U.S. Needs to Keep Long-Term View About Crude Oil and Natural Gas, Industry Leaders Say at OSU Energy Conference

May 20, 2015

By ROD WALTON World Business Editor

Tulsa-based Williams Cos. Inc. is focused on natural gas, not crude oil, but dramatically lower prices is a common challenge for both industries, a company leader said Tuesday at the Oklahoma State University Energy Conference.

The shale revolution, through the combination of hydraulic fracturing and horizontal drilling in shale deposits deep underground, has driven U.S. drilling production to historic levels. At the same time, those volumes have conspired to put downward pressure on prices in the past year.Login requiredWe have used your information to see if you have a subscription with us. So far we have not found one. If you feel you are currently subscribed please click on the button to attempt to find your account.

“Some say we’ve created this shale revolution. Most revolutions have mixed results,” said Frank Billings, senior vice president of corporate strategic development at Williams, during his talk at the Hyatt Regency hotel in downtown Tulsa.

As a result, Saudi Arabia and other low-cost drillers in the OPEC cartel have “weaponized the price of oil against U.S. drillers.” The crude oil price collapse has led many U.S. companies, including some in Tulsa, to curtail drilling expenditures and lay off employees.

“The whole intent is to injure and impair higher-cost production,” Billings noted. But U.S. production is still high as “drillers become more efficient.”

Williams got out of the oil and gas production side when it spun off WPX Energy Inc. several years ago. The Tulsa firm, now focused on natural gas infrastructure in pipelines and processing plants, also has seen its primary commodity fall in value over the years.

The difference is that Williams believes that low prices make natural gas competitive as a feedstock for power plants and to heat homes. Williams wants to build out pipelines and delivery points to consumer demand centers, Billings added.

“The key word around our office is demand,” he said. “Demand will cure any ills from downward cycles.”

Billings stressed that the oil and gas industries need to maintain a long-term view of price cycles and not get too caught up in momentary fluctuations. He has seen many ups and downs in his 30-year career.

A slide during his talk predicted that North American industrial demand for natural gas will increase by 30 percent between now and 2030.

“We feel that the long-term focus needs to be on infrastructure build-out,” Billings said, “bringing low-cost energy to demand centers.”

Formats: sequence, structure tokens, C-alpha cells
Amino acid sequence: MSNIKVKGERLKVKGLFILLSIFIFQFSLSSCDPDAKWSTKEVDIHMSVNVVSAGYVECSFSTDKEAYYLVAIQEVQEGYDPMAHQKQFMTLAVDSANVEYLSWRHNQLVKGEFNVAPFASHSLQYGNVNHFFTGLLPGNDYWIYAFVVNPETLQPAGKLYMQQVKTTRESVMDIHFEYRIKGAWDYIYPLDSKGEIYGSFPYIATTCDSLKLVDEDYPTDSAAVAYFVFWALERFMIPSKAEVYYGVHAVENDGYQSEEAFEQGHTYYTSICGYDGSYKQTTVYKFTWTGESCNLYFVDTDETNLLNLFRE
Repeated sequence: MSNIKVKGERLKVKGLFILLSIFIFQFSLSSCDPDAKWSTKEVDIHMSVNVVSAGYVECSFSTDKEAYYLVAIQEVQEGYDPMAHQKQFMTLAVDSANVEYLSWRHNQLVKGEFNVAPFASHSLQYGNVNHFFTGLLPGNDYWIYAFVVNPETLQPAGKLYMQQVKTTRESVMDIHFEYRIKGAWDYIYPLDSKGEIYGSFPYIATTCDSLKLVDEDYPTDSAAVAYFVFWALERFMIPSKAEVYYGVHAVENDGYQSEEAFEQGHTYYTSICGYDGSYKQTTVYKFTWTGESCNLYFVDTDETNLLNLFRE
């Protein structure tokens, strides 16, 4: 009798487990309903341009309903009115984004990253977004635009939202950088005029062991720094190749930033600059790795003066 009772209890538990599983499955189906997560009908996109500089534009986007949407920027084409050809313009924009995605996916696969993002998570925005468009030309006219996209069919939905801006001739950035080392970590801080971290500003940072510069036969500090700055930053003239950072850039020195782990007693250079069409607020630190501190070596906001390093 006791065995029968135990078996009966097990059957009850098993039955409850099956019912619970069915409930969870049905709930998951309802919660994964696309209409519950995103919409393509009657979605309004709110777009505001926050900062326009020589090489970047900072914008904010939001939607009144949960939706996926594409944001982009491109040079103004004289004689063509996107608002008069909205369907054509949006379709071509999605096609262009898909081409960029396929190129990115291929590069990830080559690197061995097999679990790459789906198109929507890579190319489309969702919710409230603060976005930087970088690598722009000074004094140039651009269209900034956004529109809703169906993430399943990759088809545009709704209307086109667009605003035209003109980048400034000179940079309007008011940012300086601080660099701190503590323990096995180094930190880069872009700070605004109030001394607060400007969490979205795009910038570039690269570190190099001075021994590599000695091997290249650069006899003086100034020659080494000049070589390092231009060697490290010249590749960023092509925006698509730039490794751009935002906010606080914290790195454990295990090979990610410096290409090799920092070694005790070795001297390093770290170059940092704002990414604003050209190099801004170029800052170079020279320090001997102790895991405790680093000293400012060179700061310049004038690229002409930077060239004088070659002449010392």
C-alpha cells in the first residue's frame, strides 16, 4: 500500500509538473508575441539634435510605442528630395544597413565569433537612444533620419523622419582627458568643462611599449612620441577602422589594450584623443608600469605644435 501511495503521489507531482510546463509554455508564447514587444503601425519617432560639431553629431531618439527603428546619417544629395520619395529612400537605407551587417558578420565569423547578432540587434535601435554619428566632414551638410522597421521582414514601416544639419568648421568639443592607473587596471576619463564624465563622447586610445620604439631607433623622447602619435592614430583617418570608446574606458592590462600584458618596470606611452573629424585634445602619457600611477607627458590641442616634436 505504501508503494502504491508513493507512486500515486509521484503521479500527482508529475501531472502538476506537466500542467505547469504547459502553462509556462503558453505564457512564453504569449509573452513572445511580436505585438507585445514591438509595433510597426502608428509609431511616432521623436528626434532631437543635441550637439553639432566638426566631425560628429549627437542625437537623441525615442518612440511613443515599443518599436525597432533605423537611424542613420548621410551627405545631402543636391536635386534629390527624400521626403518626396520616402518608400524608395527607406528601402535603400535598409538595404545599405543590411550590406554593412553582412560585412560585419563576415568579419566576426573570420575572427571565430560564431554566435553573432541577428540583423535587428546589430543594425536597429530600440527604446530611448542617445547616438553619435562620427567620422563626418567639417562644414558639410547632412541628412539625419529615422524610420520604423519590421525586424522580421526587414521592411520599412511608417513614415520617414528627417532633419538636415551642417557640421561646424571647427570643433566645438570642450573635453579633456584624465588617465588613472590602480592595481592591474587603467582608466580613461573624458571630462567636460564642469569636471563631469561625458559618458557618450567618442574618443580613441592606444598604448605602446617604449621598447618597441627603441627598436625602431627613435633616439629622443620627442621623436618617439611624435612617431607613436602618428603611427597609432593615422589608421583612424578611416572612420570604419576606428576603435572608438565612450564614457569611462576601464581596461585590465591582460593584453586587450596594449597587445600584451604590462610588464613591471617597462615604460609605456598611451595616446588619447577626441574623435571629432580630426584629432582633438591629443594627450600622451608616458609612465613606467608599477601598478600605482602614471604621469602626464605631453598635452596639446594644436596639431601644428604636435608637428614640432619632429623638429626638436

Pipelines are expensive to build and face a direct competitor in railroads, which can get to “demand centers” relatively quickly and with less build-out cost. Stevan Bobb, chief marketing officer for BNSF Railway, talked about how the Fort Worth, Texas-based railroad firm has grabbed oil transportation market share during the shale revolution.

Five years ago, BNSF was moving about 59,000 barrels of oil per day on its line. It transported 775,000 BPD as of the end of 2014.

“I can say we didn’t understand that growth when we first shipped the first unit out of the Bakken Shale on New Year’s Eve 2009,” Bobb admitted. “The growth came on very fast.”

The increasing employment of BNSF and other railroads to move crude oil, in the absence of adequate pipeline takeaway capacity, has helped to revolutionize that industry, too. Energy, mostly coal but increasingly oil, makes up 29 percent of its annual loads, according to company statistics.

BNSF plans to spend about $6 billion on capital projects this year to update and expand its 32,500-mile system. The railroad was spending less than half that much five years ago.

“Investing in the right assets at the right time is part of our DNA,” Bobb said.

Safety is also a major concern with rail transport of crude oil. A BNSF train carrying 180,000 gallons of oil went off the tracks and caught fire last week in western North Dakota. Bobb said his company is proactive about safety by constantly inspecting and improving track, while also training 8,500 emergency first responders last year.

BNSF is owned by Berkshire Hathaway. BH Media Group, a subsidiary of Berkshire, owns the Tulsa World.

The OSU Energy Conference continued Tuesday with talks by Oklahoma Corporation Commissioner Dana Murphy and officials with CITGO Petroleum Corp. and the GableGotwals law firm in Tulsa. The conference will wrap up Wednesday in Oklahoma City.

Sponsors of the OSU Energy Conference include ONEOK Inc., WPX Energy, ONE Gas, The Persimmon Group, Helmerich & Payne, GrantThornton, Deloitte and Stinnett & Associates.

Rod Walton 918-581-8457


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